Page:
By Paulo Trevisani

U.S. oil inventories recorded a decline last week, providing further support to the already increasing crude prices. According to data released by the Energy Information Administration (EIA) on Wednesday, commercial crude-oil stockpiles fell by 4.5 million barrels to 419.7 million barrels. This represents a decrease of approximately 5% compared to the five-year average. Analysts surveyed by The Wall Street Journal had predicted a rise of 400,000 barrels in crude stockpiles from the previous week.

Additionally, oil stored at Cushing, Oklahoma, which serves as the delivery point for U.S. stocks, decreased by 758,000 barrels to reach 21 million barrels. Despite the decline in inventories, U.S. crude-oil production remained stable at the weekly record high of 13.2 million barrels per day. This level was achieved the previous week, surpassing the previous peak of 13.1 million barrels per day set in March 2020 during the onset of the pandemic.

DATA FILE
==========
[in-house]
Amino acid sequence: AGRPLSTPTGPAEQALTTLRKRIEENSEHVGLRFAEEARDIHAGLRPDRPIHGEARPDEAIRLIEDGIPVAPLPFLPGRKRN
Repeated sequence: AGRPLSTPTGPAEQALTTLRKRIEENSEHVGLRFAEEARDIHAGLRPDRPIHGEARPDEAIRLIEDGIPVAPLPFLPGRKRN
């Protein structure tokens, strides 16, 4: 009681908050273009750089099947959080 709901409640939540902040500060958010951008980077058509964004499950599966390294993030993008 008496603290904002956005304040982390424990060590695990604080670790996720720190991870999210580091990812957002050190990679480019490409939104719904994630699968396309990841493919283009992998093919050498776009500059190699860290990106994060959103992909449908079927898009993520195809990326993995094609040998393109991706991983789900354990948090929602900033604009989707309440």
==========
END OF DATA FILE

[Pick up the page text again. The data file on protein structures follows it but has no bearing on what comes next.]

Gasoline stockpiles also experienced a significant decline, decreasing by 2.4 million barrels to reach 223.3 million barrels. This decrease exceeded analysts' expectations of a much smaller 600,000-barrel decrease. The EIA reported that distillate stocks, mainly consisting of diesel fuel, decreased by 3.2 million barrels, reaching 113.8 million barrels. Analysts had forecasted a decline of 1.2 million barrels in distillates inventories for the week.

Moreover, the refining capacity utilization rate increased by 0.4 percentage points from the previous week to reach 86.1%. This increase exceeded expectations for a minor 0.1-percentage-point decrease.

U.S. Oil Inventories for the Week Ended Oct. 13:

  • Crude: -4.5 million barrels
  • Gasoline: -2.4 million barrels
  • Distillates: -3.2 million barrels
  • Refinery Use: +0.4 percentage points

Note: Numbers are in millions of barrels, except for refinery use, which is reported in percentage points.

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